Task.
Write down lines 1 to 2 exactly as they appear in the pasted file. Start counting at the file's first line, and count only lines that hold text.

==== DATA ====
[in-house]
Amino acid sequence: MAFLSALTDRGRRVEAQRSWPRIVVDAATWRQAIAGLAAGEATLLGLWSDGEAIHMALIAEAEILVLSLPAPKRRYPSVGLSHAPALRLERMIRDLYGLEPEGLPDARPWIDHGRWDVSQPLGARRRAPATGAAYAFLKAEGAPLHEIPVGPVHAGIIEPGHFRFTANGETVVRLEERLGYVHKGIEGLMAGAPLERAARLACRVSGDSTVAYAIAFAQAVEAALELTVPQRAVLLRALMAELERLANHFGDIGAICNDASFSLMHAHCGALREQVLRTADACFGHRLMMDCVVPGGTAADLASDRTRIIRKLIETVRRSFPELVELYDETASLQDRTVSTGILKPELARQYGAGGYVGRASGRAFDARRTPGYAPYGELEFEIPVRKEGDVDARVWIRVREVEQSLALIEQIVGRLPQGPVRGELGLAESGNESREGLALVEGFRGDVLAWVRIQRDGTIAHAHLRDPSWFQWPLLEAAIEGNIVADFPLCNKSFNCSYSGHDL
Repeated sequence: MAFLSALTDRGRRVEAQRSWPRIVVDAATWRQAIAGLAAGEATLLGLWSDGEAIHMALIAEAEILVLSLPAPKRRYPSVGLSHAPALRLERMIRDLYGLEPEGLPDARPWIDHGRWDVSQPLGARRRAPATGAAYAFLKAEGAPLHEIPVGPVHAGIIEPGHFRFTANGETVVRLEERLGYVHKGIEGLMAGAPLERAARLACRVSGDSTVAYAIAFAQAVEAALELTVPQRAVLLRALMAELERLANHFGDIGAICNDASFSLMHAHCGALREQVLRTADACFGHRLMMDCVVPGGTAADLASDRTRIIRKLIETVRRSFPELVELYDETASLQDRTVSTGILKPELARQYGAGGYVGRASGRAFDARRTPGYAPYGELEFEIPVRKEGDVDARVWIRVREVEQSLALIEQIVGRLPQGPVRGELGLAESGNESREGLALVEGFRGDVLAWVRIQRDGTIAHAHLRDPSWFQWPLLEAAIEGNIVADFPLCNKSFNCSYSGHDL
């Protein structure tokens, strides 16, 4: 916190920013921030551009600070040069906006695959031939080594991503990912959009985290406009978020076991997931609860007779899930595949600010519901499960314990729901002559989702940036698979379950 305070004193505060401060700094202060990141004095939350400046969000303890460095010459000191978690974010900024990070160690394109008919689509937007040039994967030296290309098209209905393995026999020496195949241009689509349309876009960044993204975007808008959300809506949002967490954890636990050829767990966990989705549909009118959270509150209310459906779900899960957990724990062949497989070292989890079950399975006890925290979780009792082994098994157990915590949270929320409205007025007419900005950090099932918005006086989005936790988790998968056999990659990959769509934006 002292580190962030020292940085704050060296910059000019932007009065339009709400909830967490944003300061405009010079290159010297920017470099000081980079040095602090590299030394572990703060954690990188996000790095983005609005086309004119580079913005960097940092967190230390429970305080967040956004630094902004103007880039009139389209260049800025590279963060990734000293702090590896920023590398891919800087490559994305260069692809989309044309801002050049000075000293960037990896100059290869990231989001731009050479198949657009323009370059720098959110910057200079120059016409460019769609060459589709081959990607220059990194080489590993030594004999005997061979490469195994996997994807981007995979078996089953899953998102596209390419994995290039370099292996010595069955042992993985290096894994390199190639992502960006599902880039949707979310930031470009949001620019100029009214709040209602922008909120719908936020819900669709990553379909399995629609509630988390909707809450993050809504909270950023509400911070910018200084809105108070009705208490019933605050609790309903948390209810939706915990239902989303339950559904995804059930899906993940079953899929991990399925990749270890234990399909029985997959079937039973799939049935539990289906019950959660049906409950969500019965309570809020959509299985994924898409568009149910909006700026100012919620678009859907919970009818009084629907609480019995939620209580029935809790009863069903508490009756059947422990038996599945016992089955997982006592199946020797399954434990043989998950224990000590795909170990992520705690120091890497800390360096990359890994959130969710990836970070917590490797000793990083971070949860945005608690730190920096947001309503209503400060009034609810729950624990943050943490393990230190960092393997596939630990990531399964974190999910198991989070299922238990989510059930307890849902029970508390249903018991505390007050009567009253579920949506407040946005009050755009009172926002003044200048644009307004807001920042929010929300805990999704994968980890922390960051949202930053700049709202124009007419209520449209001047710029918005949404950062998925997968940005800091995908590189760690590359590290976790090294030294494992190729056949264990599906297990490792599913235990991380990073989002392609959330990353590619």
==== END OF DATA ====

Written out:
[in-house]
Amino acid sequence: MAFLSALTDRGRRVEAQRSWPRIVVDAATWRQAIAGLAAGEATLLGLWSDGEAIHMALIAEAEILVLSLPAPKRRYPSVGLSHAPALRLERMIRDLYGLEPEGLPDARPWIDHGRWDVSQPLGARRRAPATGAAYAFLKAEGAPLHEIPVGPVHAGIIEPGHFRFTANGETVVRLEERLGYVHKGIEGLMAGAPLERAARLACRVSGDSTVAYAIAFAQAVEAALELTVPQRAVLLRALMAELERLANHFGDIGAICNDASFSLMHAHCGALREQVLRTADACFGHRLMMDCVVPGGTAADLASDRTRIIRKLIETVRRSFPELVELYDETASLQDRTVSTGILKPELARQYGAGGYVGRASGRAFDARRTPGYAPYGELEFEIPVRKEGDVDARVWIRVREVEQSLALIEQIVGRLPQGPVRGELGLAESGNESREGLALVEGFRGDVLAWVRIQRDGTIAHAHLRDPSWFQWPLLEAAIEGNIVADFPLCNKSFNCSYSGHDL